1. There are data breach legislations set in some states that say that the owner of the victim server is responsible for notifying those persons whose data has been stolen. Now, if your customers, students, clients, etc are from those states and you are not in one of said states, you NEED to notify them. This reminds me of the time the DB at the Mozilla Store was cracked into. I was notified. Pennsylvania IS one of them. Anyways, that an awesome thing to keep in mind!

2. You NEED a designated person in charge of security. This can be any person in your institution. They don’t necessarily need to be Ethical Hacker Certified, or certified at all. They just need to be okay with doing research when they don’t know something security-wise. This is because of the frantic things and emotions that can happen after a breach. Having many people in your institution will just break down. Awesome point!

3. Don’t use your work machine for Forensics purposes. In fact, don’t even use a networked machine at all for forensics purposes. This is so obvious it shouldn’t have been mentioned, but I guess this is all part of the “Awareness!” – Good point!

4. Keep logs and records of “baseline assessments.” This is the very basic assessment. You can have anyone do these. I would have added more specific suggestions like these to his talk: Run nikto, simple SQL injections utilities (some of which are simply Firefox plug-ins now) , metasploit (well, I’d instruct to use FastTrack for speed for these really basic tests), run other suites like Nessus, Core, etc. Then simply log everything you find.

It was a good talk and well worthy of retelling it. But, wireless networks! I have bypassed the most advanced security systems using a simple wireless phishing attack! I guess a lot of things slip people’s minds in this field. It makes sense, because there is just far too much stuff to keep up with. Security Awareness in IT is a huge topic. One that should never die. Thank you for the great presentation, Chris!


Android Developer Tips and Tricks

Sunday, November 21st, 2010

Well, after he tragedy of the fire, I was really broke. I sold my Kindle DX for food/utility monies and have since deeply regretted it. So I started thinking about ways to come up with the cash to buy a new Kindle. Then I thought, “what better way to do that than to sell an app in the Android Market?”

So, I went back to basics and started reading Java books, this time I wanted to get it right. I started to fall asleep and changed my mind. So then I dove right into coding…

Along the way, actually I am still in the middle of coding the application, I found that the documentation from the Google Android Developer Site was alright, but not what someone like me needed. I have since found that if I need to recall some very bloated piece of Java/Android class/method/etc, it’s easier to just search Google and skip the Android Developer site. There are tons of references and real life error solving posts online. Now, I would like to contribute a few tips and tricks for the non-Java fluent crowd.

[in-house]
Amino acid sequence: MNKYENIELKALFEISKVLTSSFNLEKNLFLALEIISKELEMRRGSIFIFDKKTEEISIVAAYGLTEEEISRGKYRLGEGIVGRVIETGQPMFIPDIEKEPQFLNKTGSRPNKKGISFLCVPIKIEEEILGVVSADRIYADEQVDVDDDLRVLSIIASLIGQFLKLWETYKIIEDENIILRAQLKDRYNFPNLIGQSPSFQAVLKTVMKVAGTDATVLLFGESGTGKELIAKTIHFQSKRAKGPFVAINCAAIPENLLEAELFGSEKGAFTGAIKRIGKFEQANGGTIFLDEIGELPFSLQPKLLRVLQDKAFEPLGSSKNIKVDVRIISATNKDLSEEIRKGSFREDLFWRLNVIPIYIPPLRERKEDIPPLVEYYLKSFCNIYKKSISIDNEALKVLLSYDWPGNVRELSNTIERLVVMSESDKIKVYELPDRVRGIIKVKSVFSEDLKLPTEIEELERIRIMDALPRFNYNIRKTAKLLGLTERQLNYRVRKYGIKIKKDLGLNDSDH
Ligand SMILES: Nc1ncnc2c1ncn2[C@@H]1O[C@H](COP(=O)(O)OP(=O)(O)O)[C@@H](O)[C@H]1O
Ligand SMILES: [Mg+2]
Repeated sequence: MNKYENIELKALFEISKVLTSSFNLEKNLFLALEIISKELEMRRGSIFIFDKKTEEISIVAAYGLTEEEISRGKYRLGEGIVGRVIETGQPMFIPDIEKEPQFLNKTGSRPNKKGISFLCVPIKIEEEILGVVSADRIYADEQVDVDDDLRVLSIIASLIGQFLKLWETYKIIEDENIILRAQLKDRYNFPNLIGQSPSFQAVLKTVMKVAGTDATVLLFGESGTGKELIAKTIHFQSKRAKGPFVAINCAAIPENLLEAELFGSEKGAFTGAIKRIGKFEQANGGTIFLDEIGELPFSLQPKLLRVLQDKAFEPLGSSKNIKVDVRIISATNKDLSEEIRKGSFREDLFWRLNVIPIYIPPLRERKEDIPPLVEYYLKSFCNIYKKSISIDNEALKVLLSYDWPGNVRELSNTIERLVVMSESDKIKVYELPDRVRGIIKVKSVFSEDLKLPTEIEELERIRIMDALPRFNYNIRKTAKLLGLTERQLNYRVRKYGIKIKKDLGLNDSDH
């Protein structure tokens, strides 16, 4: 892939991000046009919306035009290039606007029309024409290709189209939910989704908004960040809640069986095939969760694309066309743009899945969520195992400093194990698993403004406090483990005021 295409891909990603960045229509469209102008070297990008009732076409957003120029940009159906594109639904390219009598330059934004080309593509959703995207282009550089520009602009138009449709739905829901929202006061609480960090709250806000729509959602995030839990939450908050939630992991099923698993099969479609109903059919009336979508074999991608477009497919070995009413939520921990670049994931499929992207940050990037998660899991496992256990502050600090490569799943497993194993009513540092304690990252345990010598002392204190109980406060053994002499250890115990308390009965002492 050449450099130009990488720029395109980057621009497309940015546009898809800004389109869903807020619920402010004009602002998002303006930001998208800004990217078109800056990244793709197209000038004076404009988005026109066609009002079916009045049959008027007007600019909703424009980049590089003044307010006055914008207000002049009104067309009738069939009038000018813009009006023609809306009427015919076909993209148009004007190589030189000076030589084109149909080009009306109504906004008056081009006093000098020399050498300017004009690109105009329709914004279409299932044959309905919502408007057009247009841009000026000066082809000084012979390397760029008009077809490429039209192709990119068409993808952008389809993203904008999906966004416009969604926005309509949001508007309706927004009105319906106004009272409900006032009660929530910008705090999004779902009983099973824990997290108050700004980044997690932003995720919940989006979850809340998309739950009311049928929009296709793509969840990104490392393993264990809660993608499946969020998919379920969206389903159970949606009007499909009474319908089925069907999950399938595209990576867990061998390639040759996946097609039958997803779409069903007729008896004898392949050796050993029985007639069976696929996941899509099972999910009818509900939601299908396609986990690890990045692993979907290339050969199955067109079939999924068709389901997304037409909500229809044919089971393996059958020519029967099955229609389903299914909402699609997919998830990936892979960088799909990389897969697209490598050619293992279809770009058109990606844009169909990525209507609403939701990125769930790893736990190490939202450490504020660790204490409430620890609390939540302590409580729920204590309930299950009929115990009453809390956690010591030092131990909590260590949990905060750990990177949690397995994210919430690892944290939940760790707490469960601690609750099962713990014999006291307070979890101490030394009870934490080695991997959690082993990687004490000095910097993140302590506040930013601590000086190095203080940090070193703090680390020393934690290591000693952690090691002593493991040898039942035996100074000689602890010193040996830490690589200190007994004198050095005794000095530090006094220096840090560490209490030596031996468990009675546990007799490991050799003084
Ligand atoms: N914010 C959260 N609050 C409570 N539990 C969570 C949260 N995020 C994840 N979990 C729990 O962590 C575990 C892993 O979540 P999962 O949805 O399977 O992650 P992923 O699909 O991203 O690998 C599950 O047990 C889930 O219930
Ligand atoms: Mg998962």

Take a deep breath.

1. Eclipse -_-

The IDE used for Android development Eclipse isn’t at all that great. Well, I can’t really say that, because I have only developed Android/Java with it. So maybe Google’s SDK occasionally breaks it? Anyways, sometimes it reports non existent errors in your code, and I found that by going to Project->Clean… in the top menu bar fixes that. Now, you can imagine, if you’re like me and don’t really understand Java that well, this can be such a nightmare. Eclipse will sometimes say this:

[2010-11-20 11:41:57 - My Cool Ass Application] Installation error: INSTALL_FAILED_INSUFFICIENT_STORAGE
[2010-11-20 11:41:57 - My Cool Ass Application] Please check logcat output for more details.
[2010-11-20 11:41:57 - My Cool Ass Application] Launch canceled!

This is cute and utterly annoying. In fact, this has caused me to completely give up on coding boated Android/Java for the day on a few occasions. waiting for the AVD to reboot – sucks. This Google Groups post says to restart the emulator. Yeah, thanks Google. At first I gave the emulator the benefit of the doubt and thought, “hey, my app has an mp3 compiled into it making it rather big (12MB), maybe I should move the mp3 to the SD Card upon installation or put the mp3 somewhere online and stream it to the system. Then I clicked on Settings->Applications->Manage Applications and the Android AVD said this:

You do not have any third party applications installed.

After hours of research, I figured out that this error means nothing at all. If you reattempt to upload your project (CTRL+F11) it will not solve the non-existent error. This means that you need to either restart the AVD (Android virtual machine you are testing the project on), or sometimes it gets so bad you need to restart the emulator too. If you still get it, you need to delete the AVD and create a new instance:

Window->Android SDK AVD Manager->Delete->New...

Sometimes the Error console will say that it just brought the old version to the front screen! This is AFTER you tell the IDE to upload and install a new version. How disrespectful!

Speed is another thing to consider. I use CTRL+F11 to hurry up and upload the app to the device and run it. If you edit your XML file to say wrap the contents of the LinearLayout tag in ScrollView tags, this causes Eclipse to slow down to a crawl. Not only that, the project will be loaded into the emulator AVD and you will see a nasty red X next time you go back to the XML to view it and not know why it’s there. – Take your time with this gigantic Cthulhuian slow IDE.